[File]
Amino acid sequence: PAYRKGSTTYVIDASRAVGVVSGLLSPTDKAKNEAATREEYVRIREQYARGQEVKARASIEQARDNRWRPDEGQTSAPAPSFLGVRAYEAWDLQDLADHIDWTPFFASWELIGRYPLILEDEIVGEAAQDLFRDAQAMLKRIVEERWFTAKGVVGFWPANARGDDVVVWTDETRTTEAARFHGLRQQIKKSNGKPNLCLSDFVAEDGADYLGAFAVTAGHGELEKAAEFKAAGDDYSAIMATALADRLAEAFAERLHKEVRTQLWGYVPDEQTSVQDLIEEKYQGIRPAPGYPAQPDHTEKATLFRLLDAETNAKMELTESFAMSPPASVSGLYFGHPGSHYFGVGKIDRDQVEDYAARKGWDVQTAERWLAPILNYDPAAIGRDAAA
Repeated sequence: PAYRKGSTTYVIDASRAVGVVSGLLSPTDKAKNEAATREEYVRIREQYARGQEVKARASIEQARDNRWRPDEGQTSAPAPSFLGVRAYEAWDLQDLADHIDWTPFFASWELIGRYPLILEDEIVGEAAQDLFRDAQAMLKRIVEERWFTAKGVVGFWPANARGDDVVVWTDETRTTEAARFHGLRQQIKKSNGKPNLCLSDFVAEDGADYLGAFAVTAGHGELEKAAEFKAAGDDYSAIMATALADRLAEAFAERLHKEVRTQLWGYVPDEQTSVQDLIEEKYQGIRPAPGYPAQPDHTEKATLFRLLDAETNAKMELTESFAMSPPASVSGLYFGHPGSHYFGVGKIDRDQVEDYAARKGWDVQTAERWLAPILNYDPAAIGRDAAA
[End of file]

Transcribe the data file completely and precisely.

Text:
Amino acid sequence: PAYRKGSTTYVIDASRAVGVVSGLLSPTDKAKNEAATREEYVRIREQYARGQEVKARASIEQARDNRWRPDEGQTSAPAPSFLGVRAYEAWDLQDLADHIDWTPFFASWELIGRYPLILEDEIVGEAAQDLFRDAQAMLKRIVEERWFTAKGVVGFWPANARGDDVVVWTDETRTTEAARFHGLRQQIKKSNGKPNLCLSDFVAEDGADYLGAFAVTAGHGELEKAAEFKAAGDDYSAIMATALADRLAEAFAERLHKEVRTQLWGYVPDEQTSVQDLIEEKYQGIRPAPGYPAQPDHTEKATLFRLLDAETNAKMELTESFAMSPPASVSGLYFGHPGSHYFGVGKIDRDQVEDYAARKGWDVQTAERWLAPILNYDPAAIGRDAAA
Repeated sequence: PAYRKGSTTYVIDASRAVGVVSGLLSPTDKAKNEAATREEYVRIREQYARGQEVKARASIEQARDNRWRPDEGQTSAPAPSFLGVRAYEAWDLQDLADHIDWTPFFASWELIGRYPLILEDEIVGEAAQDLFRDAQAMLKRIVEERWFTAKGVVGFWPANARGDDVVVWTDETRTTEAARFHGLRQQIKKSNGKPNLCLSDFVAEDGADYLGAFAVTAGHGELEKAAEFKAAGDDYSAIMATALADRLAEAFAERLHKEVRTQLWGYVPDEQTSVQDLIEEKYQGIRPAPGYPAQPDHTEKATLFRLLDAETNAKMELTESFAMSPPASVSGLYFGHPGSHYFGVGKIDRDQVEDYAARKGWDVQTAERWLAPILNYDPAAIGRDAAA